Bayesian Spatio-Temporal Image Analysis of Cell Sprouting in Angiogenesis

Time Line​

Ongoing since 2010

Team

Lee-Ling Sharon Ong (SMART), JD, Marcelo Ong (NUS), H. Harry Asada (MIT and SMART)

 

Problem

The project goal is to develop an automated analysis for experiments in angiogenesis.
Angiogenesis is the process of generating a vascular network from an existing blood vessel. A population of Endothelial Cells (ECs) residing in a blood vessel (lumen) can sprout out and create a new vascular network when exposed to growth factors. At BioSyM-SMART, experiments in angiogenesis are performed using "in vitro" micro-fluidics devices.

A significant amount of data can be produced from these experiments particularly from 3D confocal images. Manual cell tracking of such data would be a time-consuming chore and subjected to human-to-human variance. Automated image analysis and tracking is therefore a more favorable alternative for a more efficient and accurate data assessment.  Quantitative models could then be developed and validated to explain the emergent behaviors of many interacting cells and molecules in sprout formation.

Contribution

The project goal is to develop software for automated tracking of the migrating and proliferating cells and sprouts microscopy to provide useful insights into how a vascular structure is formed as a collection of migratory cells.

We incorporate biological models into our cell and sprout tracking algorithms. In micro-fluidic 3-D angiogenic sprouting experiments, two types of images are obtained at discrete time steps using confocal microscopy (see Fig.): a) three-dimensional fluorescent images of stained cell nuclei and b) two dimensional visible light images of the gel matrix. These two sources of images provide supplementary information as the outline of the lumen formed in the matrix by the migrating cells can be seen in the images of the gel.  Although, three-dimensional centroid of cell nuclei may be extracted from fluorescence images, the acquisition is more harmful to the cells and the data is subjected to photo-bleaching unlike the 2D visible images. Hence, the latter images may be acquired at a higher sampling interval even though these images as subjected to the blur of out of focus material.

In sprout formation, tip-cells lead the forming sprout, while stalk cells trail behind, supporting the newly formed sprout. Tip cells are characterized by rich filopodia protrusions, which can be seen from the sprout outline. Our algorithms can differentiate and track the transition between tips and stalk cells as well as filopodia extension/retraction and lumen formation.

We track a joint state representation of tip/stalk cells and lumen and filopodia, using the concepts of Simultaneous Localization and Mapping (SLAM). The Bayesian filtering framework developed augments both the cell and lumen/filpodia parameters to the same state vector, allowing mathematically consistent simultaneous observation updates from both channels. The outcome is tracking and visualization software of the lumen formation, filopodia extension and retraction, and nuclei locations and tip/stalk phenotype at each time step.

In addition, we have developed software to jointly estimate 3D shapes and poses of cell nuclei from confocal images using statistcal prior information. Our algorithms try to emulate how people apply prior knowledge about nuclei shapes when they manually segment a cell. 

Figure: Examples of the images acquired during time-lapse microscopy include (a) fluorescent images (top left) and (b) transmitted light images (bottom left). The transmitted light images provide information about the sprout profile while 3D cell nuclei centroid locations can be obtained from the fluorescent images. The automatically extracted cells, lumen and filopodia are jointly tracked using Bayesian filtering. We visualize (image on the right) the extracted lumen (shown in blue), extracted cell filopodia (shown in red) and the tip and stalk cells using in IMARIS (from Bitplane).

Reference

Ong LL, Dauwels J, Ang MH Jr, Asada HH, A Bayesian filtering approach to incorporate 2D/3D time-lapse confocal images for tracking angiogenic sprouting cells interacting with the gel matrix, Med Image Anal. 2014 Jan;18(1):211-27. [ PDF ]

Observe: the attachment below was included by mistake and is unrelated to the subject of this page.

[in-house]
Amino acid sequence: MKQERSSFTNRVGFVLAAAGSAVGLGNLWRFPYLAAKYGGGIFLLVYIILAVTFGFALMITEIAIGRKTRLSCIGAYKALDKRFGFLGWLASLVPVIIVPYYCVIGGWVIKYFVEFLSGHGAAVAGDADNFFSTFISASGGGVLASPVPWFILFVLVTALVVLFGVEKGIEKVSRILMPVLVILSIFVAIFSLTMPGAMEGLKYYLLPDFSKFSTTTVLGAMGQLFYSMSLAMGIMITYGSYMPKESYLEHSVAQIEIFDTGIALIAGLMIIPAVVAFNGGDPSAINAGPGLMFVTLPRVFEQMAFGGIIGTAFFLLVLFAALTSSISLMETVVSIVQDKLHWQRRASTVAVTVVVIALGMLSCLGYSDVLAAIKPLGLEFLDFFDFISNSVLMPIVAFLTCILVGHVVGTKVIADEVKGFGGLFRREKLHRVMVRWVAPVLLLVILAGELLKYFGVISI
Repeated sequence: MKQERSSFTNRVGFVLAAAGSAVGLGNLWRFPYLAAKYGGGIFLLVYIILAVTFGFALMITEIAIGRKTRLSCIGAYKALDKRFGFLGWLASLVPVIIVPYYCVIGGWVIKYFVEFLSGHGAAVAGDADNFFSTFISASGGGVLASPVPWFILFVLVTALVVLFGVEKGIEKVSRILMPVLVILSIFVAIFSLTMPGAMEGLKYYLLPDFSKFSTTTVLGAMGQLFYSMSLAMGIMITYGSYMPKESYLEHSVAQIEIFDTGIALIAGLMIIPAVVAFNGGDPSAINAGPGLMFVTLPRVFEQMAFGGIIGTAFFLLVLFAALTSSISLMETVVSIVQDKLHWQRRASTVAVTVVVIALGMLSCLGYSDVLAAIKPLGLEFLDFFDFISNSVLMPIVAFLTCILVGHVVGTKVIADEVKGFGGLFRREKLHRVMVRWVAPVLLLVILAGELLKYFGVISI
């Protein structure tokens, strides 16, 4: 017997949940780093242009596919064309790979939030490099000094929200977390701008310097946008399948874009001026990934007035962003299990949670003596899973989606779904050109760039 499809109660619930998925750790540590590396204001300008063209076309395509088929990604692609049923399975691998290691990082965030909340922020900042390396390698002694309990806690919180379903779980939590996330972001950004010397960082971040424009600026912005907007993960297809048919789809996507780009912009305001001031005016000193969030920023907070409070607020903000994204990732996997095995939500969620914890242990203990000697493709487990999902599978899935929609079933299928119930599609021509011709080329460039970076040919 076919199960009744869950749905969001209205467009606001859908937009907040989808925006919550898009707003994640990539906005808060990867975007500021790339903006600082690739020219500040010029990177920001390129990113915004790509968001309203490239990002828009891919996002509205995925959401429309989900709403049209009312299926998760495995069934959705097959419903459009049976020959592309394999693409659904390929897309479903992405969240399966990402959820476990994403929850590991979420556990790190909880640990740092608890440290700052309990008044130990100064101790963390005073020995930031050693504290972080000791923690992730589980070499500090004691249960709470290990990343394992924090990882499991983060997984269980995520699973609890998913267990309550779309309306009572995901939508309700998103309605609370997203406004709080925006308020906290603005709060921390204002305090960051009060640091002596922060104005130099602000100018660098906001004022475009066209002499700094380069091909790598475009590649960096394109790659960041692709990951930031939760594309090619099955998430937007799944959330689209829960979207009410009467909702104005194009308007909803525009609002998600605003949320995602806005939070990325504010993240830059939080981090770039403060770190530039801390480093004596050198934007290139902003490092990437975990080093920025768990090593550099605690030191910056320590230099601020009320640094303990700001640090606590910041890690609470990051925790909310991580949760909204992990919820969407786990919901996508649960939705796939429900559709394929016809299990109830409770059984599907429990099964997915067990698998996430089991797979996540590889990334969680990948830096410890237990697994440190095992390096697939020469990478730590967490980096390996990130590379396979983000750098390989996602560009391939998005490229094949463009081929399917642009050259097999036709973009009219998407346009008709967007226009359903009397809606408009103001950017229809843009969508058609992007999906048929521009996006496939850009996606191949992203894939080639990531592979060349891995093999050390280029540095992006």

S.L.L. Ong, M. Wang, J. Dauwels, H. Asada, Segmentation of Densely Populated Cell Nuclei from Confocal Image Stacks Using 3D Non-Parametric Shape Priors, 36th Annual International Conference of the IEEE Engineering In Medicine And Biology Society (EMBC 2014), 2014, in press. [
PDF ]

Mengmeng Wang, Lee-Ling Sharon Ong, Justin Dauwels, and H. Harry Asada. Automatic Detection of Endothelial Cells in 3D Angiogenic Sprouts from Experimental Phase Contrast Images. SPIE Medical Imaging 2015, accepted.

 Data-Driven Biophysical Models of Angiogenesis

Time Line​

Ongoing since 2012

Team

Wang Mengmeng, Lee-Ling Sharon Ong (SMART), JD, H. Harry Asada (MIT and SMART)

 

Problem

Angiogenesis is the physiological process through which new blood vessels form from existing vessels. It is a normal and vital process in growth, development and wound healing. However, tumor-induced angiogenesis is a critical step for cancer invasion, which causes 13% of all human deaths worldwide. Thus better understanding of angiogenesis will facility the treatment of cancer. Our objective is to develop a cell prediction model for angiogenesis based on experimentally verified data that is capable of generating vessel networks that are visually similar to actual data from time-lapse image (see Fig 1). 

Contribution

We have developed a data-driven model that predicts the movement of stalk cells based on tip-stalk cell interaction in angiogenesis. The cell trajectories are obtained from automated image analysis of experimental observations. Since cell-cell interaction and drag force influence the position and velocities of stalk cell migration in ECM, both kinds of  interactions are incorporated in our model. The unknown parameters in the model are estimated using estimated using Maximum Likelihood Estimation (MLE) from time-lapse experimental cell migration data. The numerical results show that our stalk cell prediction model can well- describe stalk cell trajectories, as shown in Fig 2.

Figure: The proposed method can reliably reconstruct the kinase expression pattern when the microarray data is contaminated by signal noise and has numerous missing data points.

Figure 2: (left) Comparison of predicted and experimental stalk cell trajectories; (right) Prediction error over time.

Reference

Mengmeng Wang, J. Dauwels, Lee-Ling S. Ong, H. Asada, 2D Data-Driven Stalk Cell Prediction Model Based on Tip-Stalk Cell Interaction in Angiogenesis, 35th Annual International Conference of the IEEE Engineering in Medicine and Biology Society (EMBC 2013), 3-7 July 2013, pp. 4537-40.  [ PDF ]